“Since 1985, consumers in the East River Electric service territory, which spans most of eastern South Dakota and parts of western Minnesota, have saved more than 0 million and that number continues to grow each day,” Chris said. “By allowing their co-op to install load management receivers on water heaters, some consumers receive a monthly bill credit, and most receive some amount of rebate or incentive when they purchase and install a water heater. It’s been an incredibly successful program for over three decades that has saved consumers a lot of money and avoided a lot of extra generation over that time period.”
Electric water heaters aren’t the only demand response program that East River operates. The program also includes irrigation equipment and air conditioning, along with other programs for large power users. In addition, East River offers rebates and incentives to members for energy efficient products like LED light bulbs and Energy Star-rated appliances along with home energy audits and weatherization loans.
Local cooperatives and members can benefit a lot from these programs. They allow rural community members to invest in energy efficiency measures, effectively partner with their power provider to change the way they use electricity, and ultimately decrease rates for themselves and the cooperative.
To learn more about programs like these or tell us about a program that your local cooperative offers, contact me at [email protected]
The Seven Cooperative Principles | Rock Energy Cooperative – Cooperative difference helps you save money At Rock Energy, our employees live the cooperative difference every day and work tirelessly to keep your energy flowing. But as a co-op member, you receive more than just safe, reliable, and…Cooperatives are businesses governed on the principle of one member, one vote. There are several common types of co-ops (as well as hybrids—which combine more than one type), including cooperatives owned and operated by: The people working there (worker cooperatives); The people buying the co-op's goods or services (consumer cooperatives);Helping electric cooperative members transform leaky, power-guzzling old houses into energy-efficient homes will slash electric bills and keep more money in the wallets of struggling rural Americans.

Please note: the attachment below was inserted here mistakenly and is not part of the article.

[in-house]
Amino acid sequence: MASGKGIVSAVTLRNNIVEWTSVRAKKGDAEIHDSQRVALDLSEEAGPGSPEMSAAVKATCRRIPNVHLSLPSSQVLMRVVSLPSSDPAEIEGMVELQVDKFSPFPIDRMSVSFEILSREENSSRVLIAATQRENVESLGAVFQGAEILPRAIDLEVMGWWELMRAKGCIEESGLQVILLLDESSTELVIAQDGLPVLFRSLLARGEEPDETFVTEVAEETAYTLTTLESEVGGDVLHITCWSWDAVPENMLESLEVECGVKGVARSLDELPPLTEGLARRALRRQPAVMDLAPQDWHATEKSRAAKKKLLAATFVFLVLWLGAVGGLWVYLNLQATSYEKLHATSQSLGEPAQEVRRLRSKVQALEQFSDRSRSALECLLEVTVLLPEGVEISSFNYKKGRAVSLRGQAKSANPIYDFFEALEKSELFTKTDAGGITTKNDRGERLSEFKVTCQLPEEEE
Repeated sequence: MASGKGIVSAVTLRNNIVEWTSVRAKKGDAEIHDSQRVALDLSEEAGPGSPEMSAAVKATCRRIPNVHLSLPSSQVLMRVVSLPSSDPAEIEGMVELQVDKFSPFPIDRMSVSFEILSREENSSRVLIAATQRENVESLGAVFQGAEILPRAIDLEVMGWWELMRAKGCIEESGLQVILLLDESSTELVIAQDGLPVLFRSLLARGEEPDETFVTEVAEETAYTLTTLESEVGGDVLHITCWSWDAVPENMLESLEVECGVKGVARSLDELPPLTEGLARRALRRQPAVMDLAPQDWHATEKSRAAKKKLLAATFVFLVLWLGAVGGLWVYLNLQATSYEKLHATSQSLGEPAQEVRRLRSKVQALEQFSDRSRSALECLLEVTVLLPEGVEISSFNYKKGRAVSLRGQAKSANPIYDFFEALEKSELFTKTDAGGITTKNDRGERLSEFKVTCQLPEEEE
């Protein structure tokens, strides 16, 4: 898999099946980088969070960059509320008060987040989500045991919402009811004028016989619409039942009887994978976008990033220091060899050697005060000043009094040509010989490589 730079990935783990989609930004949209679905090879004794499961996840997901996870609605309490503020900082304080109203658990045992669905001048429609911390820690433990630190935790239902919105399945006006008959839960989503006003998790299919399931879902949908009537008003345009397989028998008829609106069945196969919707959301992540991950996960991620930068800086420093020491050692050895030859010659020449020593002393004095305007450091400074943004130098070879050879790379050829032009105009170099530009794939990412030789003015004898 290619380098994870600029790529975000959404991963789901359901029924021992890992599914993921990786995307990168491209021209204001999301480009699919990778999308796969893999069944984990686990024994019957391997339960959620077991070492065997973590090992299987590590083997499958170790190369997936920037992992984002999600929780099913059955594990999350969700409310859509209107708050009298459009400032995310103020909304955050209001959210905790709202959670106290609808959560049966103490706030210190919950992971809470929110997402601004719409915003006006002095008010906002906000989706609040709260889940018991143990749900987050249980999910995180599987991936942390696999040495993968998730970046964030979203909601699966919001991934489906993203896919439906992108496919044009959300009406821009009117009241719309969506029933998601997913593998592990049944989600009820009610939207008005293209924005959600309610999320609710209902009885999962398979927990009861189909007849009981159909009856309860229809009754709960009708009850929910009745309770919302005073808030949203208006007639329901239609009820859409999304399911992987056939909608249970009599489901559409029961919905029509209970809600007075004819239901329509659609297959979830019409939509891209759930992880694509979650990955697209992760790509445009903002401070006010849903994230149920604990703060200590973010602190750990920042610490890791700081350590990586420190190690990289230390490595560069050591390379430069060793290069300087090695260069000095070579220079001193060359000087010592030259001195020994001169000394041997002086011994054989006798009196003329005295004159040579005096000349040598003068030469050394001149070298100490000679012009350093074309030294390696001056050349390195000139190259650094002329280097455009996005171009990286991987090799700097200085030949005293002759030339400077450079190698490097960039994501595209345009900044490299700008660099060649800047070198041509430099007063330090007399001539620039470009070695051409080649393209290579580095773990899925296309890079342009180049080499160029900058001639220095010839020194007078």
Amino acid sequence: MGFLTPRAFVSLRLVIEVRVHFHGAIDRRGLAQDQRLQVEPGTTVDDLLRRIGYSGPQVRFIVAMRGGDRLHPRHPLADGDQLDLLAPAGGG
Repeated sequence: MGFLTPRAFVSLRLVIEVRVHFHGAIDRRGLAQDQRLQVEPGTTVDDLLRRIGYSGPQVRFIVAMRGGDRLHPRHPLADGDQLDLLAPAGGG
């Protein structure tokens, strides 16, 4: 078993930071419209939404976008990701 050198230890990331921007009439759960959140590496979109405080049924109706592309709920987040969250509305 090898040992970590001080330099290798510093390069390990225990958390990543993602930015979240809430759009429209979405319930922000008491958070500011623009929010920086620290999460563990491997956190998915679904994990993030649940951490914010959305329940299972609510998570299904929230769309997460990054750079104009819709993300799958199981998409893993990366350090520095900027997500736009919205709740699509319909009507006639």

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Co-ops Save Members and Themselves Money With Energy – Consumer coops save money for their members by buying goods in huge quantities which gives the coops a discount. Service coops such as credit unions save money for their members by sharing sharing…Open a Money Market Savings Account Online. Have questions? We're here to help! Click here to schedule an appointment, call us at: 218-625-8500 or use our convenient Video Banking service to open an account. The MembersPlus money market account has a limit of six (6) electronic debits per month.Credit unions are member-owned, not-for-profit financial cooperatives that provide savings, loans and other financial services to their members. Credit union membership is based on a common bond, a linkage shared by savers and borrowers who belong to a particular community, organisation, religion or place of employment.